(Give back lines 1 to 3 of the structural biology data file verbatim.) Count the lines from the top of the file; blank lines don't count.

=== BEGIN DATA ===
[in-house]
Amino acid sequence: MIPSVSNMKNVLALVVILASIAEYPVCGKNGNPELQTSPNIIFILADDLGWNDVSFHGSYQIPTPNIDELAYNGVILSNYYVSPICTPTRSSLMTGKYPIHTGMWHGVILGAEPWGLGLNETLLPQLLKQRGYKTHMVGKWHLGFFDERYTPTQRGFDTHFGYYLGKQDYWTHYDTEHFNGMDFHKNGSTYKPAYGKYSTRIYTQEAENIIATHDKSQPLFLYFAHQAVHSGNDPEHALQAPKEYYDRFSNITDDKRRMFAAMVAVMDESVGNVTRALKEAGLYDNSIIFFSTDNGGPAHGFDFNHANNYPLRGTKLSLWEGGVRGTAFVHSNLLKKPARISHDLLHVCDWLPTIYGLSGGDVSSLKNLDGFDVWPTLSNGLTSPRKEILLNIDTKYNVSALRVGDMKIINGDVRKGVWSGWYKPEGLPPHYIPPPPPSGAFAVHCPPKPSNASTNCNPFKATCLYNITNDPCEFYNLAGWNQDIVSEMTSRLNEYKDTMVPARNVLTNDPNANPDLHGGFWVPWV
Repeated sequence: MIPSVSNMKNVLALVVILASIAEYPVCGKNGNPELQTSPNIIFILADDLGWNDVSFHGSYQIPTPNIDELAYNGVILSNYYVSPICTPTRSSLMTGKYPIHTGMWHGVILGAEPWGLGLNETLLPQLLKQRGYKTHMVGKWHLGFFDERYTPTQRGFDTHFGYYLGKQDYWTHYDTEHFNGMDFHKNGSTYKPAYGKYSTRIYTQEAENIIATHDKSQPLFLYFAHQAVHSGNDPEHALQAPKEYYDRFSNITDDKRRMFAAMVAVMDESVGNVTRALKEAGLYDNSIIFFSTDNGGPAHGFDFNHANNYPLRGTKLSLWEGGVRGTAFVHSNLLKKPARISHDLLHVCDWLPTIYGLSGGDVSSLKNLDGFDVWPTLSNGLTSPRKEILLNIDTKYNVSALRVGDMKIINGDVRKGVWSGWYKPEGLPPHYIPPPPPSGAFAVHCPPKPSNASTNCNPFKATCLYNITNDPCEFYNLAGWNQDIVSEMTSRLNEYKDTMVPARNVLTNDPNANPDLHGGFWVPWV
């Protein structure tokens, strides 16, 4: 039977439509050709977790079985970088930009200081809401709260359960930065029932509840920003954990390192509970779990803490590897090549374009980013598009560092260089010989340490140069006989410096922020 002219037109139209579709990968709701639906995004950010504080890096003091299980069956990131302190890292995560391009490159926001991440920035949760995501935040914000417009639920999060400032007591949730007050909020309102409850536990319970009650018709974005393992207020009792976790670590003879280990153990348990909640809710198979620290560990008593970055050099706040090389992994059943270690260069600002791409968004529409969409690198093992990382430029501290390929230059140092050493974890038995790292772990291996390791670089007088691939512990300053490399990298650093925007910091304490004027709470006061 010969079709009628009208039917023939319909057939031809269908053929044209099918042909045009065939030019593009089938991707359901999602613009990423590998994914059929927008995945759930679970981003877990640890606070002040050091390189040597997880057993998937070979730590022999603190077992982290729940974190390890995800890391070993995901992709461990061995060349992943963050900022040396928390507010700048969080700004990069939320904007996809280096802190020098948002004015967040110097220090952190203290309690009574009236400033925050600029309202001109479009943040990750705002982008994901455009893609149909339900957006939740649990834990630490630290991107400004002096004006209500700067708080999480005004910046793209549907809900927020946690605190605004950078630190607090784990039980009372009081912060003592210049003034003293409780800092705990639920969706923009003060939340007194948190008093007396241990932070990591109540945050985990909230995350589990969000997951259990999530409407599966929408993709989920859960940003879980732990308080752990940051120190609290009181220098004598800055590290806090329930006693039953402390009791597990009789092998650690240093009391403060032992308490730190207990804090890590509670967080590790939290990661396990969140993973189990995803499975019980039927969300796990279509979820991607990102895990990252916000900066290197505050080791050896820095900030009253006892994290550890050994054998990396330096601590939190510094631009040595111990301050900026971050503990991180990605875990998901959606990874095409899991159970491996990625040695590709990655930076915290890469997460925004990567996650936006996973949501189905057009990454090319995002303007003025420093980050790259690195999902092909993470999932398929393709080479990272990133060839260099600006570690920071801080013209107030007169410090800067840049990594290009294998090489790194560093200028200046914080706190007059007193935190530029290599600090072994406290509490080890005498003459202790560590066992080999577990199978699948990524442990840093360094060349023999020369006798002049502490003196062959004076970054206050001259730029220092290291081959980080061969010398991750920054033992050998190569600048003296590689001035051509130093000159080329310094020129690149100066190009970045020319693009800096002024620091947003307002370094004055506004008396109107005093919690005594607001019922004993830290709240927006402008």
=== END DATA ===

[in-house]
Amino acid sequence: MIPSVSNMKNVLALVVILASIAEYPVCGKNGNPELQTSPNIIFILADDLGWNDVSFHGSYQIPTPNIDELAYNGVILSNYYVSPICTPTRSSLMTGKYPIHTGMWHGVILGAEPWGLGLNETLLPQLLKQRGYKTHMVGKWHLGFFDERYTPTQRGFDTHFGYYLGKQDYWTHYDTEHFNGMDFHKNGSTYKPAYGKYSTRIYTQEAENIIATHDKSQPLFLYFAHQAVHSGNDPEHALQAPKEYYDRFSNITDDKRRMFAAMVAVMDESVGNVTRALKEAGLYDNSIIFFSTDNGGPAHGFDFNHANNYPLRGTKLSLWEGGVRGTAFVHSNLLKKPARISHDLLHVCDWLPTIYGLSGGDVSSLKNLDGFDVWPTLSNGLTSPRKEILLNIDTKYNVSALRVGDMKIINGDVRKGVWSGWYKPEGLPPHYIPPPPPSGAFAVHCPPKPSNASTNCNPFKATCLYNITNDPCEFYNLAGWNQDIVSEMTSRLNEYKDTMVPARNVLTNDPNANPDLHGGFWVPWV
Repeated sequence: MIPSVSNMKNVLALVVILASIAEYPVCGKNGNPELQTSPNIIFILADDLGWNDVSFHGSYQIPTPNIDELAYNGVILSNYYVSPICTPTRSSLMTGKYPIHTGMWHGVILGAEPWGLGLNETLLPQLLKQRGYKTHMVGKWHLGFFDERYTPTQRGFDTHFGYYLGKQDYWTHYDTEHFNGMDFHKNGSTYKPAYGKYSTRIYTQEAENIIATHDKSQPLFLYFAHQAVHSGNDPEHALQAPKEYYDRFSNITDDKRRMFAAMVAVMDESVGNVTRALKEAGLYDNSIIFFSTDNGGPAHGFDFNHANNYPLRGTKLSLWEGGVRGTAFVHSNLLKKPARISHDLLHVCDWLPTIYGLSGGDVSSLKNLDGFDVWPTLSNGLTSPRKEILLNIDTKYNVSALRVGDMKIINGDVRKGVWSGWYKPEGLPPHYIPPPPPSGAFAVHCPPKPSNASTNCNPFKATCLYNITNDPCEFYNLAGWNQDIVSEMTSRLNEYKDTMVPARNVLTNDPNANPDLHGGFWVPWV